I was asking myself this question just the other day and left it in the too hard basket.
The classic series had it's own production identification. If I recall correctly (per the Target guide that came out early Tom Baker) each story was given a single letter code ("A", "B", "C"...) then the next 26 they went to the same letter twice ("AA", "BB", "CC") then 26 after that they went same letter three times ("AAA", "BBB", "CCC") and finally the next 26 episodes they represented the repition with a number ("4A", "4B", "4C). I think they kept this till the end, but I've also heard that they used alternate production codes too. You could go for story code then episode within story (eg. 4A-2 could be 2nd episode of Robot).
Of course this doesn't tell you which doctor, what year, and other than remembering that Robot was "4A" and guessing Unearthly Child was "A", it doesn't really give you an indication of the story.
And there lies the trick to this question. What do you want the identification to tell you?
If your interested in year and then episode within year then "yyyy-ee" where "yyyy" is the year (to be 2000 compliant) and "ee" is the two digit episode. This works better for the new series because it tends to have mostly single or double episode stories, and each episode has it's unique name anyway.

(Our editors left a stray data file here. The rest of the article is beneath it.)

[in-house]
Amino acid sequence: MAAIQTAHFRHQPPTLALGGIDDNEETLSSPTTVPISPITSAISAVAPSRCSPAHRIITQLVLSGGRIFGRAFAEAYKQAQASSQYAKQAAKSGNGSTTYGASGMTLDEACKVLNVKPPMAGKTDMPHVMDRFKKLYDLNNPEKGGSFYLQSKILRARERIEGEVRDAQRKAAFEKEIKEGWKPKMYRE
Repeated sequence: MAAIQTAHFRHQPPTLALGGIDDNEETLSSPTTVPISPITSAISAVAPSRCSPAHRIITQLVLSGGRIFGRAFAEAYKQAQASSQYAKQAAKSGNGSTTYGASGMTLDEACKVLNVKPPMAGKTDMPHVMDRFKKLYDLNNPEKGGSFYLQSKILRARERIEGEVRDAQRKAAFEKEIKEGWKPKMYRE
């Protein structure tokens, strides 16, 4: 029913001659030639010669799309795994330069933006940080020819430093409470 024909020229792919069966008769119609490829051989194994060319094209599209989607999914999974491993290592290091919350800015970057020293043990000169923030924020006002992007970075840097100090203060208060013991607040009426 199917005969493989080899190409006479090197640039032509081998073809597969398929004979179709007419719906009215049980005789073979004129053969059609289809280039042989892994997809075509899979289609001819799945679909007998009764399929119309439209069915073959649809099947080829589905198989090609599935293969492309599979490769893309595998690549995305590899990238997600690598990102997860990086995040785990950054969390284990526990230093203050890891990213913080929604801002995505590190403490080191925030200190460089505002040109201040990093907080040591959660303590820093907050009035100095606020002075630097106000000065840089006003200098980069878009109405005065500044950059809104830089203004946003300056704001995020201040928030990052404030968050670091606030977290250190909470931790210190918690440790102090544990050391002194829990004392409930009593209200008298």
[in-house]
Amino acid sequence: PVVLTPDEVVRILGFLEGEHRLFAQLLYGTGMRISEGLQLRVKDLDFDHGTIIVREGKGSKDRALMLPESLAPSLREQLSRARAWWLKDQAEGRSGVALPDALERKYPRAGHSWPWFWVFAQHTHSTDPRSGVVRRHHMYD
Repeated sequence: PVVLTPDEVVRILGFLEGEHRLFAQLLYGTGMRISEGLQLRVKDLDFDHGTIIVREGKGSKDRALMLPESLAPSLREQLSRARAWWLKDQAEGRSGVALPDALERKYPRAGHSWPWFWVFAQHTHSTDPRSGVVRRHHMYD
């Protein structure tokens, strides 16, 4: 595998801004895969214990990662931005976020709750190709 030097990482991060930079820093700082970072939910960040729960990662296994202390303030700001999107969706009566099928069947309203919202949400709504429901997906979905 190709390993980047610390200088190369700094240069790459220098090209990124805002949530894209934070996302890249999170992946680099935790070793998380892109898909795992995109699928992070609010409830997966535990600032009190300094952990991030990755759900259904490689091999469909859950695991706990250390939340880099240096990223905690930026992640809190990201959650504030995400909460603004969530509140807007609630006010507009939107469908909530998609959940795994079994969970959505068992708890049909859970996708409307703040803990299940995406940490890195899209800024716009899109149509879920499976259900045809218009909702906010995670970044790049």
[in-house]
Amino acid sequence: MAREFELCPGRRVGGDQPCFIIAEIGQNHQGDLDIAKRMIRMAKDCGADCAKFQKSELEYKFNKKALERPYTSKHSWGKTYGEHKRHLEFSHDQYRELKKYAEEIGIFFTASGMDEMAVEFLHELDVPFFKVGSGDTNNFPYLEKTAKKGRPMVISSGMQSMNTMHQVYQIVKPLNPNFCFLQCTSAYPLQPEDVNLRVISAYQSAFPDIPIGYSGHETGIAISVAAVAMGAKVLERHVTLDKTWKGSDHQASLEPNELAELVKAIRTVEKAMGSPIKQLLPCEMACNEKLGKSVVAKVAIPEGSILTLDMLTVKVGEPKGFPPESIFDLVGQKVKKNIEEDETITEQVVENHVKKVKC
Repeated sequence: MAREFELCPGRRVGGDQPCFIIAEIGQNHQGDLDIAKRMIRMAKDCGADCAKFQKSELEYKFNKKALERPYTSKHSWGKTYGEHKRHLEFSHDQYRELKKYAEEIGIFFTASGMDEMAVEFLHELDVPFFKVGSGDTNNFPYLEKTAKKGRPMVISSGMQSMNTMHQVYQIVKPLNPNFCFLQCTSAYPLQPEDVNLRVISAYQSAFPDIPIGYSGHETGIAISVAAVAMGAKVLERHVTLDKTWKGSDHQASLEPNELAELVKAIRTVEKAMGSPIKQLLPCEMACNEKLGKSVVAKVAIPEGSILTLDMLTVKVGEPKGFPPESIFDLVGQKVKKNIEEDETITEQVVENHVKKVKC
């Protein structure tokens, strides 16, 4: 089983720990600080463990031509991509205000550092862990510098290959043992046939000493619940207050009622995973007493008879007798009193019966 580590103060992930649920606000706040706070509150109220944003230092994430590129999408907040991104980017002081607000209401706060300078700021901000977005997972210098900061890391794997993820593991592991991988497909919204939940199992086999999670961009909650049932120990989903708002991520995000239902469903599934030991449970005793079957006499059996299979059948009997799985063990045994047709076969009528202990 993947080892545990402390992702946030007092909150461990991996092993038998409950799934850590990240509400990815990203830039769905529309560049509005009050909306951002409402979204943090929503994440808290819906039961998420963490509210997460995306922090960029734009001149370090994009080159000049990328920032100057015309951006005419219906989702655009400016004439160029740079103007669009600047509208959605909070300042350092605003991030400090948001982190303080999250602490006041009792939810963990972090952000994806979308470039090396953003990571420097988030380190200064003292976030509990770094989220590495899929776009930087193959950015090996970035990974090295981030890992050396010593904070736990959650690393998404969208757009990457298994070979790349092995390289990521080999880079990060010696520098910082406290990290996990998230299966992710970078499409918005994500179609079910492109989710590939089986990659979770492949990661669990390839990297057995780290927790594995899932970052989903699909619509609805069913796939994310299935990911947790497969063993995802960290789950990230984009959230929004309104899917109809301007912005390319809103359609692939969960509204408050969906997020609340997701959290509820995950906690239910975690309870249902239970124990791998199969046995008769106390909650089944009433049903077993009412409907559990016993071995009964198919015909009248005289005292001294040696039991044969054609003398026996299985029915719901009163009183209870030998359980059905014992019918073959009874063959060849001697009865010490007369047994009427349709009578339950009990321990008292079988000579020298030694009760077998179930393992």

Likewise the series number + episode number works well, but just leaves you with the arguments about whether to restart the series number and whether to count years where they have a bit of break. Since the classic episodes predate torrenting, it seems that the accepted practice has been to restart the new series from S1 and move on.
Incidently most of the Hartnell episodes had unique names too even though they were all organised into multi-episode stories. They dropped the episodes names, I think towards the end of the season before the one that Troughton arrives in.
The problem for me is that I don't tend to think of the classic series as season + episode. I tend to think of Doctor + Story + Episode, and that's how I identify the classic series. So I use two different schemes, one for classic, one for new.
There was a fan/parody mag, I think called "Ming Mongo" or something that seemed to have a very solid argument for how to identify Dr Who episodes, with reasons for the format that made a lot of sense, but nobody else seemed to use it, so I put it down to even when your right, if everyone else is wrong, your still wrong.